Editorial

And Peter went out, and wept bitterly. — Luke 22:62

While Jesus was being tried, Peter, who had followed afar off, denied the Lord three times. Afterward, Peter went outside and wept bitterly. His heart was broken, and he sorrowed deeply for denying his Lord and Savior. The beauty of this incident is that the story was not over. After Jesus rose from the dead, He especially wanted Peter to get the news that He was alive. While Peter had denied the Lord, God had accepted his repentant spirit, and Peter would have another opportunity to serve Jesus. Glory to God!Read more

Editorial

And with many such parables spake he the word unto them, as they were able to hear it.  But without a parable spake he not unto them: and when they were alone, he expounded all things to his disciples. —Mark 4:33-34

The Gospel Truth this quarter highlights the parables of Jesus. Parables were an important part of the teachings of Christ, and they should be a valuable resource for teaching today. Parables illustrate truth in ways that a list of facts can never do.  While Christ’s teachings were not pretentious, He spoke to the heart of issues in relative simplicity.  Bible scholars and theologians quibble at times over the definition of a parable and what makes something a parable versus an illustrative story. A true parable is a story with a hidden truth containing a comparison of a natural occurrence with a spiritual lesson.

My burden is to encourage people to study the parables and to immerse themselves in the wonderful teaching illustrations of Christ. Everyone learns differently, and Christ obviously thought it important enough to reach people with stories and examples that the truth might be understood.

A few years ago, I had the privilege of conducting a ministers’ meeting over a number of days with a group in Africa. On many past occasions we had teaching sessions and doctrinal studies together. I felt the need for something different. God inspired me with the power of the parables. My eyes were opened to the wonderful truths that are contained in the parables of Christ. For days, the ministers studied the parables and shared the lessons together. I was so blessed to be able to give pertinent lessons after each presentation that dealt with a wide array of subjects: prayer, forgiveness, salvation, the love of God, the judgment, sin, the Kingdom of God, mercy, eternity, heaven, hell, evangelism, and the list goes on. There is much doctrine and truth contained in these stories, and they engage people in a way that lecture-style teaching cannot.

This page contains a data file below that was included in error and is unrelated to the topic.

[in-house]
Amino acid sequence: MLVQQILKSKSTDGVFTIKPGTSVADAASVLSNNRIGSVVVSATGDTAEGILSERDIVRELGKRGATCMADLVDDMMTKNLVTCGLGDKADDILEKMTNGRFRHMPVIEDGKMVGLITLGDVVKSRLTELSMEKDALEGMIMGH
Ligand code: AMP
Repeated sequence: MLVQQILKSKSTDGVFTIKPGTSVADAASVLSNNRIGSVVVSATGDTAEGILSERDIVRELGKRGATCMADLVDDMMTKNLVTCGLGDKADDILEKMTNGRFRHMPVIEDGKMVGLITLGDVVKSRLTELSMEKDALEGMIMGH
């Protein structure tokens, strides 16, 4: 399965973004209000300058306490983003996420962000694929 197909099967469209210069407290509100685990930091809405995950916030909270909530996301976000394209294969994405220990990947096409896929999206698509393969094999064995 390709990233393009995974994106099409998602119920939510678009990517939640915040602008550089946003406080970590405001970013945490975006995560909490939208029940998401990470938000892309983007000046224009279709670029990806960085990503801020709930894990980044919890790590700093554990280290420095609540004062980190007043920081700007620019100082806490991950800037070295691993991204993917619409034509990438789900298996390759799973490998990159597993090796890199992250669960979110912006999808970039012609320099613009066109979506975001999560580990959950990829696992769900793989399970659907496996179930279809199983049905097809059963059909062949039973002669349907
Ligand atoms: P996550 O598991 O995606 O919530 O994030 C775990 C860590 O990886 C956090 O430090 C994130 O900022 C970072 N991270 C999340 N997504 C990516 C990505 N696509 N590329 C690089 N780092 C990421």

I pray that God will inspire you to read the parables and discover the wealth and power contained therein.

Michael W. Smith

July 2021

The Lord Shall Be a Light Unto Me

When I fall, I shall arise; when I sit in darkness, the LORD shall be a light unto me. —Micah 7:8
Jesus Christ came to this world because of the Father’s great love. He experienced the pain, sorrow, and suffering of humanity to enable Him to intercede for us with compassion and understanding. In a time of great spiritual darkness, Jesus Christ came to lift up the fallen and bring light to the darkened soul.

After deliverance from sin through the saving grace of Jesus Christ, one must still face the battles and trials of this world. The enemy of our soul is doing all He can to destroy hope and bring despair. We must hold on for dear life to the promises of God and cling to the cross, for therein is light and life.Read more

Walk in the Light

O house of Jacob, come ye, and let us walk in the light of the LORD. —Isaiah 2:5

As the world grows darker and darker in sin, the distinction between society and God’s people should grow greater and greater. The light of truth from God’s people will shine brighter and brighter as wickedness abounds. As the prophet Isaiah entreated God’s people of old, I entreat you: “Come ye, and let us walk in the light of the Lord.”

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Editorial

“Those who are deacons of the mysteries of Jesus Christ must please all men in all ways. For they are not deacons of meats and drinks [only] but servants of the church of God” (Epistle of Ignatius to the Trallians, 2nd century).

The topic this quarter is about the office of deacons. It is a very important subject, and I am convinced that if it were understood and taken more seriously, the gospel work would operate much more smoothly and congregations would be in better condition. It was not until I was in the middle of research and study that I concluded it is a difficult subject. Shortly thereafter, I was reading in The Apostolic Church and found where C. E. Brown came to the same conclusion: “The study of the office of the deacon is perhaps the most difficult of any phase of the constitution of the early church.”

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